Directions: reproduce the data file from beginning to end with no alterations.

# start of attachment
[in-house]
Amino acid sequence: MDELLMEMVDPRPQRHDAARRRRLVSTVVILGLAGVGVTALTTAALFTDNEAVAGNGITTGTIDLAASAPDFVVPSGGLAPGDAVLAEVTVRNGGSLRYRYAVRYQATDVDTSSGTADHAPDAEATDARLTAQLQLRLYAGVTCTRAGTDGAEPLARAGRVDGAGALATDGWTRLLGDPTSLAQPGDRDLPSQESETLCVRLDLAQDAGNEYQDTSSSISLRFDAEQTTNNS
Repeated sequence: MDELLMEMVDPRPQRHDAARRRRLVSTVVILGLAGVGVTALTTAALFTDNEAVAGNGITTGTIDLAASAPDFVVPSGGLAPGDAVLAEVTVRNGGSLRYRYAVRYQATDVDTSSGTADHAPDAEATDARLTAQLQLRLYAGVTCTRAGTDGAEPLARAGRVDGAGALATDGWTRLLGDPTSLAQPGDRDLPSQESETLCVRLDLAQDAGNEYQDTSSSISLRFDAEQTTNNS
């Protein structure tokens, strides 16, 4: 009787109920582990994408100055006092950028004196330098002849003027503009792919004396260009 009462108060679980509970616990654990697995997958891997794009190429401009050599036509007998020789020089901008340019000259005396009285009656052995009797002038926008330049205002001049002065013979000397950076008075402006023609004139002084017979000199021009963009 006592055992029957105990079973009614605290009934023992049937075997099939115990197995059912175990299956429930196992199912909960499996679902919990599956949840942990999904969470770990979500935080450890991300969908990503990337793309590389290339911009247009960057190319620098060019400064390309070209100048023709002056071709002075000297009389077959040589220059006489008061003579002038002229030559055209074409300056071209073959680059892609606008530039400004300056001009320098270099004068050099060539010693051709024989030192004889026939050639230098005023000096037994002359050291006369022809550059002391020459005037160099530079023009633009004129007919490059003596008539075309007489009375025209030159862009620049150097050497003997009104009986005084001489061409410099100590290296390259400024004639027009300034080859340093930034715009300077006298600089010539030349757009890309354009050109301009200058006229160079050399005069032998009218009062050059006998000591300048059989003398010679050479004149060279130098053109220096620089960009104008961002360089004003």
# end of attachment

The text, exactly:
[in-house]
Amino acid sequence: MDELLMEMVDPRPQRHDAARRRRLVSTVVILGLAGVGVTALTTAALFTDNEAVAGNGITTGTIDLAASAPDFVVPSGGLAPGDAVLAEVTVRNGGSLRYRYAVRYQATDVDTSSGTADHAPDAEATDARLTAQLQLRLYAGVTCTRAGTDGAEPLARAGRVDGAGALATDGWTRLLGDPTSLAQPGDRDLPSQESETLCVRLDLAQDAGNEYQDTSSSISLRFDAEQTTNNS
Repeated sequence: MDELLMEMVDPRPQRHDAARRRRLVSTVVILGLAGVGVTALTTAALFTDNEAVAGNGITTGTIDLAASAPDFVVPSGGLAPGDAVLAEVTVRNGGSLRYRYAVRYQATDVDTSSGTADHAPDAEATDARLTAQLQLRLYAGVTCTRAGTDGAEPLARAGRVDGAGALATDGWTRLLGDPTSLAQPGDRDLPSQESETLCVRLDLAQDAGNEYQDTSSSISLRFDAEQTTNNS
């Protein structure tokens, strides 16, 4: 009787109920582990994408100055006092950028004196330098002849003027503009792919004396260009 009462108060679980509970616990654990697995997958891997794009190429401009050599036509007998020789020089901008340019000259005396009285009656052995009797002038926008330049205002001049002065013979000397950076008075402006023609004139002084017979000199021009963009 006592055992029957105990079973009614605290009934023992049937075997099939115990197995059912175990299956429930196992199912909960499996679902919990599956949840942990999904969470770990979500935080450890991300969908990503990337793309590389290339911009247009960057190319620098060019400064390309070209100048023709002056071709002075000297009389077959040589220059006489008061003579002038002229030559055209074409300056071209073959680059892609606008530039400004300056001009320098270099004068050099060539010693051709024989030192004889026939050639230098005023000096037994002359050291006369022809550059002391020459005037160099530079023009633009004129007919490059003596008539075309007489009375025209030159862009620049150097050497003997009104009986005084001489061409410099100590290296390259400024004639027009300034080859340093930034715009300077006298600089010539030349757009890309354009050109301009200058006229160079050399005069032998009218009062050059006998000591300048059989003398010679050479004149060279130098053109220096620089960009104008961002360089004003």